I recently noticed a yellow buildup that feels very gritty at times on the front and back side of my lower facial teeth (4 lower front teeth). The back side appears thicker and more widespread than the front. Also, the back side appears to be chipping off along the edges of each tooth. I initially thought that I was losing enamel, but last night another piece came off while I was flossing and I could see white beneath it (not dark dentin). I accidental chewed a small piece and it was very easy to chew—it instantly turned to a powder in my mouth. I read that tartar is hardened plaque that can be a brown to yellow color, and that only dentists can remove it. Is it possible that the chipping is tartar and not my enamel? If it is enamel, would I be able to chew the pieces into a powder with one light bite? I’m only 28 years old and brush and floss fairly regularly. However I haven’t been to a dentist in 4 or so years. I do have an appointment in a few weeks—should I be concerned about this and try to see the dentist as early as possible?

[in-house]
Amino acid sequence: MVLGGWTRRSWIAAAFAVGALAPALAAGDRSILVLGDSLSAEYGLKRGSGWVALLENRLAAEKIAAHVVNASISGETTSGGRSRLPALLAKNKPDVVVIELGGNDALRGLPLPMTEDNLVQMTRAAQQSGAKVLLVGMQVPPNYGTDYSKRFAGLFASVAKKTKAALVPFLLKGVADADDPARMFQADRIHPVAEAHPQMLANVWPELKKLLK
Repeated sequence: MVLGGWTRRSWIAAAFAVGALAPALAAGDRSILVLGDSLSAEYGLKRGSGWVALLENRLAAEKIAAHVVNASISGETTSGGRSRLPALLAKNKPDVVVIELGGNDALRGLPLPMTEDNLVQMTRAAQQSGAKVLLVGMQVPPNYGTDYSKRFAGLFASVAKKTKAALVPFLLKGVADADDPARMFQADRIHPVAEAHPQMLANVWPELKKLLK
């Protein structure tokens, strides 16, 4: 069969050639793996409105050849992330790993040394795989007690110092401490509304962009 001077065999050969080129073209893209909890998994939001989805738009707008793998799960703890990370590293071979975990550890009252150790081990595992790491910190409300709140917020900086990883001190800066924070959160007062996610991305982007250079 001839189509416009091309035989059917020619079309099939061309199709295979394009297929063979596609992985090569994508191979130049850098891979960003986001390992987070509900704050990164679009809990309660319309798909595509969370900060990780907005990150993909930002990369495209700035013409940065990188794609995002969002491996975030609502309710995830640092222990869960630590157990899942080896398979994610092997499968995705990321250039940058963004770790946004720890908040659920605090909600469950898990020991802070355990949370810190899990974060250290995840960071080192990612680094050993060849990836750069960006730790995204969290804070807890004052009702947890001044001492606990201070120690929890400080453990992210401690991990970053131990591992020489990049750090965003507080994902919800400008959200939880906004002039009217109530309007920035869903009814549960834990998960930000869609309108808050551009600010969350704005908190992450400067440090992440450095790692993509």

—Peter in Massachusetts
You need a professional cleaning, bad. Yes, this is calculus, otherwise known as tartar. It isn’t enamel. And I’m sure it’s causing gum disease in your mouth and possibly other problems.
To scrape it off the teeth cleanly requires special metal instruments because it is too hard to be removed by a toothbrush or dental floss. But when it accumulates, it will chip off in pieces just as you described and it will turn to a powder if you chew it or otherwise crush it. But you won’t be able to remove it entirely without a professional cleaning.
Tartar buildup is the main reason you need to visit your dentist every 6 months. When you’re young, you don’t have this. But when you hit your twenties, this starts to build up and you need to get it scraped off by your friendly dental hygienist to keep gum disease under control.
—Dr. David Hall